The UK Parliament’s report on the consultation on business rates was published on 31 October 2019, outlining the latest thinking on their future in England and Wales, and comes to a non-committal conclusion, calling instead for another consultation so that further thinking can be developed.
“The government should take a deeper and more holistic look at possible alternatives that would keep the benefits that business rates offer, being a secure and reliable source of revenue, whilst addressing the weaknesses. It should prepare a consultation in time for the next Spring Statement to identify potential alternatives to business rates with a view to subsequently carrying out a detailed evaluation of viable options.”
“Changes to business rates could have significant implications for the rural sector. Whilst agricultural land and buildings have historically been exempt from business rates we have seen a steady move by many farming and estate enterprises into other areas and revenue streams – renewables, tourism, farm shops, visitor attractions, and furnished holiday accommodation for example. Such moves increase the overall exposure of land-based businesses to business rates, notwithstanding that such diversification also creates opportunity for increased rural employment.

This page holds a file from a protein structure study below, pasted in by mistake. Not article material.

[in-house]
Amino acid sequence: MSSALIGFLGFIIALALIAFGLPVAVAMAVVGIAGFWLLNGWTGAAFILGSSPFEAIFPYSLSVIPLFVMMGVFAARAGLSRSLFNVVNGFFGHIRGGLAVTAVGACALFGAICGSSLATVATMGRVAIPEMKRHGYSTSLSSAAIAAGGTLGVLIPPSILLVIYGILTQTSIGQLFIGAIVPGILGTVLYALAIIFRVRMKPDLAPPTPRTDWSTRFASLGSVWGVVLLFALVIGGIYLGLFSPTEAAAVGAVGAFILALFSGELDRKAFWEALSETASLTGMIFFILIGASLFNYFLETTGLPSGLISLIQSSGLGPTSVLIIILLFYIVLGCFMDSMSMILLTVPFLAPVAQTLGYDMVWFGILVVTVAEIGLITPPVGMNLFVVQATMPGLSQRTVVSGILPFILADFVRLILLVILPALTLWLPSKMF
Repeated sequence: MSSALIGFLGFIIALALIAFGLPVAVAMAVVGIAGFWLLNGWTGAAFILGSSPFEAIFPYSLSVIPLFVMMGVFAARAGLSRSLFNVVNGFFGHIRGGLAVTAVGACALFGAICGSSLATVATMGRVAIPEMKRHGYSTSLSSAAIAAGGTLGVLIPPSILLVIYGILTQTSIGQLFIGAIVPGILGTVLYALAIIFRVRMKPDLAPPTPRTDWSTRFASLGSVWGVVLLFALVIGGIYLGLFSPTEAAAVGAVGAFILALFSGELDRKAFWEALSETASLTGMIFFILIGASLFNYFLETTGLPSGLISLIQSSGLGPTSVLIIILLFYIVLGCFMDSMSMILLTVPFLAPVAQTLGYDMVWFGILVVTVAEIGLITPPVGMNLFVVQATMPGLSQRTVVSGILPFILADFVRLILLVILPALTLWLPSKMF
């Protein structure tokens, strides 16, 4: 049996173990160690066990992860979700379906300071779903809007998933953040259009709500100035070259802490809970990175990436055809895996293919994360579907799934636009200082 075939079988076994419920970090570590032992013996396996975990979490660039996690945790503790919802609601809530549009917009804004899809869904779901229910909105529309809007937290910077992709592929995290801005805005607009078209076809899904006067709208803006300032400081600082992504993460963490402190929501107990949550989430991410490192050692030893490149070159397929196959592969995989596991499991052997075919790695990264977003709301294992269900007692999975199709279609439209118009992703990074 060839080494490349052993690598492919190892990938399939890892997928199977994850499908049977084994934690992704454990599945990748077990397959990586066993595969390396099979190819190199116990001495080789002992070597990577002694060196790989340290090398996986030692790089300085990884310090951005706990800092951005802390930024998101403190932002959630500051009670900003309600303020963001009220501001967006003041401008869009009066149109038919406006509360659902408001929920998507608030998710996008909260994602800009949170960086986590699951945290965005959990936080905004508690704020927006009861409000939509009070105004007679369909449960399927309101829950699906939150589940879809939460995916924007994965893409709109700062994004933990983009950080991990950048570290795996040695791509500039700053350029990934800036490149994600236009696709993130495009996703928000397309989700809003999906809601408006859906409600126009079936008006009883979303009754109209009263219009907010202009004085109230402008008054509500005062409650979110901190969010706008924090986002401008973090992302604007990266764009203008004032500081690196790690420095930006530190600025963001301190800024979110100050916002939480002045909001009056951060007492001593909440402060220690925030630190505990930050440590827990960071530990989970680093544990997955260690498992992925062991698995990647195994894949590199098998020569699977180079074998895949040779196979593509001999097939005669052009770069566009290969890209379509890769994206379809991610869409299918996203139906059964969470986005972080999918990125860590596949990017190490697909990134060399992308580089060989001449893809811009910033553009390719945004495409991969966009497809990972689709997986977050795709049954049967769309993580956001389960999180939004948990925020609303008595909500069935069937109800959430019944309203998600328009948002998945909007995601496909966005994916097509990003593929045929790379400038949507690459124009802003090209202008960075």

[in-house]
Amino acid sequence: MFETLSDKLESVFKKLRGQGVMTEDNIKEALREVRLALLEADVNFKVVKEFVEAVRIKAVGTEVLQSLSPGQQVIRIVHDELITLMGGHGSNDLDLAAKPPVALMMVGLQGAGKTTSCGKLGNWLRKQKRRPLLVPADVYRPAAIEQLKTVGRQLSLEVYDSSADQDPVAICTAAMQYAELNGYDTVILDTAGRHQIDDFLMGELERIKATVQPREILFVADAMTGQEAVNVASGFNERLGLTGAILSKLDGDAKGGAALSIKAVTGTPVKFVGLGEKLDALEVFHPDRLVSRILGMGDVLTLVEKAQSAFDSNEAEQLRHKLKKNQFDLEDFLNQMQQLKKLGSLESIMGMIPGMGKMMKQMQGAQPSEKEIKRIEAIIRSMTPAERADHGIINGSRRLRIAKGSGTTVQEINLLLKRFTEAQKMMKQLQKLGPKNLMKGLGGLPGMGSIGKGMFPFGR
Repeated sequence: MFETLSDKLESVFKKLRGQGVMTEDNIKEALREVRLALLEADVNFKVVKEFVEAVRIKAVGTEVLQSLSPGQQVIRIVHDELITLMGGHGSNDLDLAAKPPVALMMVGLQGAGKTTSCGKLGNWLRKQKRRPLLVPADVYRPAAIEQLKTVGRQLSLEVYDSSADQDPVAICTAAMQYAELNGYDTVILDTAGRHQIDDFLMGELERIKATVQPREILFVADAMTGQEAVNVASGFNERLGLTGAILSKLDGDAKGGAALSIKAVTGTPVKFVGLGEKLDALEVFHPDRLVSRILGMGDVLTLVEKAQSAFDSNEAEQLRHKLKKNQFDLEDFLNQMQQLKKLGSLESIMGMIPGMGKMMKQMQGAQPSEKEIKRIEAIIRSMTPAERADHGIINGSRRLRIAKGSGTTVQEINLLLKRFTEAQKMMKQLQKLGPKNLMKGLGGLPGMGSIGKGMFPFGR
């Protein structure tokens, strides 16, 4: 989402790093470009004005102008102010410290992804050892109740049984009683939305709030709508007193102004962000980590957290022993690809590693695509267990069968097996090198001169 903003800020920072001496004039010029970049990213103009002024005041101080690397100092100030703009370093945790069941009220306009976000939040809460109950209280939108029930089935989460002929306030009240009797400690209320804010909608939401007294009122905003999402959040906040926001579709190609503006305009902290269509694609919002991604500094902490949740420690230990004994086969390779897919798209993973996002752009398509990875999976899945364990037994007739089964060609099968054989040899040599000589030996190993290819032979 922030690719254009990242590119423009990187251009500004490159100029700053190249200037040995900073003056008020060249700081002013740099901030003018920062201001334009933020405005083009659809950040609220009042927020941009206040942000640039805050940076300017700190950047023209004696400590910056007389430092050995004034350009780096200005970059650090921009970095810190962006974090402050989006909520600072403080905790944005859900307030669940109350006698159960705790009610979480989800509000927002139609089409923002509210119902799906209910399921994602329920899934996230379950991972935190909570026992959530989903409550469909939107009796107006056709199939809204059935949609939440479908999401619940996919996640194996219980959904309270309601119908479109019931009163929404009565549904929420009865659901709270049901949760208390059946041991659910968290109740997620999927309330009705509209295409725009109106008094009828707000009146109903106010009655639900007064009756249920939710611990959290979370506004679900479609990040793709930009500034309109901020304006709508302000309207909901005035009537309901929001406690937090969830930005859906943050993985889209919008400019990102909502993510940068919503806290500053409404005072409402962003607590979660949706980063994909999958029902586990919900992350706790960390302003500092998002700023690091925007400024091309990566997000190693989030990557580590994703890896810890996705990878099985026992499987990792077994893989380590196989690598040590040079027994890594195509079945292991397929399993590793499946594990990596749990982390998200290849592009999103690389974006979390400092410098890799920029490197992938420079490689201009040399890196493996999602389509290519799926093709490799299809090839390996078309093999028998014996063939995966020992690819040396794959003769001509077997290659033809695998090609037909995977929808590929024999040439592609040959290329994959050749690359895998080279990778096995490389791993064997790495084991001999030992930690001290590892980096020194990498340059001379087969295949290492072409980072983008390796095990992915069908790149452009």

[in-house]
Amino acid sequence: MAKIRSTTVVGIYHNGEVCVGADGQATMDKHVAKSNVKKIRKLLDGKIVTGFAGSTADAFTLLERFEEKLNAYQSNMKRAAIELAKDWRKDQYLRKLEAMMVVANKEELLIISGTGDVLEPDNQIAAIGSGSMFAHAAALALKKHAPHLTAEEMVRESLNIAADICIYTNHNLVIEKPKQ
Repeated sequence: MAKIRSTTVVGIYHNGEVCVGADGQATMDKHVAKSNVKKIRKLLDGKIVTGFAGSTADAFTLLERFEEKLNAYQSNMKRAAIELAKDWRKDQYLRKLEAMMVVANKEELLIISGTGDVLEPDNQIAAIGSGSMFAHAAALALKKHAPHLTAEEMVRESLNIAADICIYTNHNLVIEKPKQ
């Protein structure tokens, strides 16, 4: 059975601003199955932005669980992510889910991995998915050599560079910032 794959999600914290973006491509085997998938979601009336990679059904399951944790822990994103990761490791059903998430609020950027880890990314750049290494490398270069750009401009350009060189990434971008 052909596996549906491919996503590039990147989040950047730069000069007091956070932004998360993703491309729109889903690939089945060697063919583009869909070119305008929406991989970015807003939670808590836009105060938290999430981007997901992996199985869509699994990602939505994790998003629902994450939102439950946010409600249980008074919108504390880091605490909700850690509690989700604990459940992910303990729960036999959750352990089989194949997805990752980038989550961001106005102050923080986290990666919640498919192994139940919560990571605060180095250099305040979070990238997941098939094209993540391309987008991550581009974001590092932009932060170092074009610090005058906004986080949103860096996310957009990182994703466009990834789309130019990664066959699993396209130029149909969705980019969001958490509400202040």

“It would be counter-productive if the future regime for business rates acted as a disincentive for diversification. It would be helpful also to clarify whether any future relief for small business will separate businesses under the same ownership, or whether those businesses under common ownership will be aggregated.
“There are many questions still to be answered both on business rates and the suggestion of Land Value Tax as an alternative, which has been flagged up again in this consultation. As the agricultural sector faces up to future trading challenges resulting from Brexit, and the transition of the Basic Payment Scheme, post 2021, to one with increased environmental focus, many rural businesses will already be under increased pressure. It would be a travesty for a new business rates structure, whether it includes agricultural land and buildings or not, to push them over the edge.”